But I also sympathize because they are the victims of a misguided government program which, every year it continues, tends to make the situation worse. I sympathize because they are the victims of changing climate and changing science over which they have little control. And I sympathize because I fear they are subject to manipulation by politicians who often take a short run view.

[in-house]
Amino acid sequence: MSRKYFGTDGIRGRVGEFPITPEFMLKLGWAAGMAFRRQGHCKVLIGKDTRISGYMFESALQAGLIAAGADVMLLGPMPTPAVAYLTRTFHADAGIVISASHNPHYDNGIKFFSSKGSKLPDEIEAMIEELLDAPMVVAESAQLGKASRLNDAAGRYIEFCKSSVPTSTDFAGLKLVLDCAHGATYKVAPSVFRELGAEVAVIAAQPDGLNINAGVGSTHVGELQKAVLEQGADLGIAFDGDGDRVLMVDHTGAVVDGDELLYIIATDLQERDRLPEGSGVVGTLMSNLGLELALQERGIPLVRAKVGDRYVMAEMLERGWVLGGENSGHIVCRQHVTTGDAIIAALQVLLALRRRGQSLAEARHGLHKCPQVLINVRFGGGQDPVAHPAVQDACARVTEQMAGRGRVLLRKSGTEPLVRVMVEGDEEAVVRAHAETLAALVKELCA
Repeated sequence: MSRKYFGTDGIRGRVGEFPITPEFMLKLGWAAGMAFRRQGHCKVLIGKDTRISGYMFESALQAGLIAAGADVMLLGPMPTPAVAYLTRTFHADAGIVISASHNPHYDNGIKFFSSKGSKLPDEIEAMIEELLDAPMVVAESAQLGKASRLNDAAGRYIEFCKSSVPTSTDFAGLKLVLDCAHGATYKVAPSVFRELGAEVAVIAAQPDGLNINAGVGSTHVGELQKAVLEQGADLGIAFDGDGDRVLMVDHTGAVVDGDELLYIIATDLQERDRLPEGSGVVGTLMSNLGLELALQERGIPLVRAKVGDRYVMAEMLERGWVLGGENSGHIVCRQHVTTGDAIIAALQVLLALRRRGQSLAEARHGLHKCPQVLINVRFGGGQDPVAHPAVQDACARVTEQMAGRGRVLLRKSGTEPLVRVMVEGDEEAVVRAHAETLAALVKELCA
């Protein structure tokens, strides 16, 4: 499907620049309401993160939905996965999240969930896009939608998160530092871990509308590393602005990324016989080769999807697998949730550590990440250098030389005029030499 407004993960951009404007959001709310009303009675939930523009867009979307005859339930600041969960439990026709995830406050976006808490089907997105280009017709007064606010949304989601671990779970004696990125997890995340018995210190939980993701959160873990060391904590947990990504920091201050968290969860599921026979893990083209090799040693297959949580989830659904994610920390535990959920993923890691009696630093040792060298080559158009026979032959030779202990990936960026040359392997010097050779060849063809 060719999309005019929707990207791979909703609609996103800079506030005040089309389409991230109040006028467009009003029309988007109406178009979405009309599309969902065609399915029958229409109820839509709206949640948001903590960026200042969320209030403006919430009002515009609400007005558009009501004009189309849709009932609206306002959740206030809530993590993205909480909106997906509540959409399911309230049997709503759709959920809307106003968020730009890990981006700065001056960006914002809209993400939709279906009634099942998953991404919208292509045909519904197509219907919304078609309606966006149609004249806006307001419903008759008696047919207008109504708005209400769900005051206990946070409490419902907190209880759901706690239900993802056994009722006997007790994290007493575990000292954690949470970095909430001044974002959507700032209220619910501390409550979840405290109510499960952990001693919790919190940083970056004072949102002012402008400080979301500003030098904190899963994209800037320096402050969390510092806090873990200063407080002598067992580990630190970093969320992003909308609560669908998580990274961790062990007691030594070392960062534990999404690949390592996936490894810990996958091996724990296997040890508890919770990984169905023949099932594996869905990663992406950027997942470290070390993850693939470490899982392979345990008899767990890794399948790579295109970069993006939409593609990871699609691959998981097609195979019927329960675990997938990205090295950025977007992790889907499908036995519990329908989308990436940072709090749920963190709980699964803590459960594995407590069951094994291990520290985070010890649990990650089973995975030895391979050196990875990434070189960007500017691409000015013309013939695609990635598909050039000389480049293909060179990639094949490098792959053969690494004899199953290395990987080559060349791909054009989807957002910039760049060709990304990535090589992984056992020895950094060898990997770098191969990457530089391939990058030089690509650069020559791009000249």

Government programs that displace the private market over a long perod of time — such as TWIA — have a tendency to be very hard to get rid of. Exhibit A might be the hearing this week. That’s because people come to rely on them. So, when TWIA has rates well below what a market would charge, and it has them over long periods of time, it encourages development on the coast. It encourages people to build businesses and houses, and larger businesses on the coast. They do so because they believe that the government program will continue — or because they just focus, as many of us do all the time, on the short run. The result, however, is that we now have more property than a market would create facing a large risk of loss. And that market is filled with nice people and nice children and worthy small businesses and important big businesses and schools. We have hopes and dreams struggling to succeed in the community that government helped create.